Feds: Warming means more fires, insects in forests

GRANTS PASS, Ore. — Big changes are in store for the nation’s forests as global warming increases wildfires and insect infestations, and generates more frequent floods and droughts, the U.S. Department of Agriculture warns in a report released Tuesday.

The compilation of more than 1,000 scientific studies is part of the National Climate Assessment and will serve as a roadmap for managing national forests across the country in coming years.

It says the area burned by wildfires is expected to at least double over the next 25 years, and insect infestations often will affect more land per year than fires.

Dave Cleaves, climate adviser to the chief of the U.S. Forest Service, said climate change has become the primary driver for managing national forests, because it poses a major threat to their ability to store carbon and provide clean water and wildlife habitat.

“One of the big findings of this report is we are in the process of managing multiple risks to the forest,” Cleaves said during a conference call on the report. “Climate revs up those stressors and couples them. We have to do a much better job of applying climate smartness … to how we do forestry.”

The federal government has spent about $1 billion a year in recent years combating wildfires. Last year was the warmest on record in the lower 48 states and saw 9.2 million acres burned, the third-highest on record, according to the National Oceanic and Atmospheric Administration’s website.

Insect infestations widely blamed on warming temperatures have killed tens of millions of acres of trees.

Forest Service scientist James Vose, the report’s lead author, said the research team found that past predictions about how forests will react to climate change largely have come true, increasing their confidence in the current report’s predictions.

The report said the increasing temperatures will make trees grow faster in wetter areas of the East but slower in drier areas of the West. Trees will move to higher elevations and more northern latitudes, and disappear from areas on the margins of their range.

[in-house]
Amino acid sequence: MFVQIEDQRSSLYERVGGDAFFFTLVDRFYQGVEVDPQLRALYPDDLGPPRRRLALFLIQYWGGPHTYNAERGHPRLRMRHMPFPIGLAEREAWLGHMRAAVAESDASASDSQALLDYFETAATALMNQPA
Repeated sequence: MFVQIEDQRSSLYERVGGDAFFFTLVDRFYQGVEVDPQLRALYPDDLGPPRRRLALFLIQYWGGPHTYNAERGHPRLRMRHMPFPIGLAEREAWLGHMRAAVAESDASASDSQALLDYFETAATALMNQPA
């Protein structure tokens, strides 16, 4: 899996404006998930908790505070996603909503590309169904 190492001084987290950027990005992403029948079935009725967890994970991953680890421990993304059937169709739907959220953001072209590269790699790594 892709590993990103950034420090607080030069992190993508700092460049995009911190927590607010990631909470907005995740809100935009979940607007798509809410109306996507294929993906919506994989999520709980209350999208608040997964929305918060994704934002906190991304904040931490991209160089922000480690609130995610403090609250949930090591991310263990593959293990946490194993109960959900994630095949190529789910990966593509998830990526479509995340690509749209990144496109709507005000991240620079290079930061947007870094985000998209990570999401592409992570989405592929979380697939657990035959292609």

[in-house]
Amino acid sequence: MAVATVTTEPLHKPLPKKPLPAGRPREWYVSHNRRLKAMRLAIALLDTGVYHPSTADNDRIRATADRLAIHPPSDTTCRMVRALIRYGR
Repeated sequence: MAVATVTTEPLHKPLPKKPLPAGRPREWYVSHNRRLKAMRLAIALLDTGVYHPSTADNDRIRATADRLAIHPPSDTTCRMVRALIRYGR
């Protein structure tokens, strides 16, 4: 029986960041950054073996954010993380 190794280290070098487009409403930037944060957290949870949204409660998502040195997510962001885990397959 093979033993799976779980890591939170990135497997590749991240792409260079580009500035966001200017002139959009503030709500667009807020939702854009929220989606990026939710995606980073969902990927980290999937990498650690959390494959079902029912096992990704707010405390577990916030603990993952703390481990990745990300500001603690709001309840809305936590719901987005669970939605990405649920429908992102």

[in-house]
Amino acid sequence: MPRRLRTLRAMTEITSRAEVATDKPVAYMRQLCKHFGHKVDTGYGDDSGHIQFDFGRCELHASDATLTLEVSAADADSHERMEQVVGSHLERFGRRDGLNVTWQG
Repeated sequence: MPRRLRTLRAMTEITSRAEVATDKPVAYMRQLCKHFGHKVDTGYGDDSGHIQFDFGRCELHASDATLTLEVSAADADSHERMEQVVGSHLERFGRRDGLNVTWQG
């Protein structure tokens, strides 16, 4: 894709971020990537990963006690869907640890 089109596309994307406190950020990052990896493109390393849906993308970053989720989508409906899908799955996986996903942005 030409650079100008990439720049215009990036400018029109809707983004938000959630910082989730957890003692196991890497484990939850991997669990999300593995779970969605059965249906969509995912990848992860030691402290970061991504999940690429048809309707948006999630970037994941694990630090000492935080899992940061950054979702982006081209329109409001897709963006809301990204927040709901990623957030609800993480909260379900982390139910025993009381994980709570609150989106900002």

Along with more fires and insect infestations, forests will see more flooding, erosion and sediment going into streams, where it chokes fish habitat. More rain than snow will fall in the mountains, shortening ski seasons but lengthening hiking seasons. More droughts will make wildfires, insect infestations, and the spread of invasive species even worse.

The nation’s forests currently store 13 percent of the carbon generated by burning fossil fuels every year, and losing trees to fire and insects makes it likely in coming years that forests in the West will start giving off carbon as they decay, the report said. It suggested that burning the trees cut during thinning operations in bioenergy plants to generate electricity would help reduce the carbon emissions from burning fossil fuels.

Beverly Law, professor of global change forest science at Oregon State University, said in an email that her research in Oregon showed that despite more fire, the amount of carbon stored in forests continues to increase.

Tara Hudiburg, a postdoctoral researcher at the University of Illinois, said there is little conclusive evidence that burning trees for bioenergy helps reduce overall carbon emissions.

Andy Stahl of Forest Service Employees for Environmental Ethics, a watchdog group, said the agency traditionally has been guided by political pressures, and he has seen no evidence that concern over climate change is now playing a role.

Cleaves said climate coordinators are stationed at every national forest across the country, every regional headquarters, and at each research station. The threat of future flooding has prompted the Olympic National Forest in Washington state to start upgrading the culverts that carry storm water runoff on logging roads.

The report did not specifically address whether logging would decrease due to more thinning projects generated by global warming concerns. But it did say that privately owned timberlands would be much quicker to react to market pressures related to global warming than the national forests.

Cleaves said thinning projects designed to make forests more resilient to a changing climate were likely to produce less timber and revenue, because they tend to leave big trees standing.

The Forest Service has struggled to pay for thinning projects that don’t generate revenue. Oregon Gov. John Kitzhaber has been exploring the idea of tapping state lottery funds to pay the Forest Service to plan timber sales in fire-prone areas.

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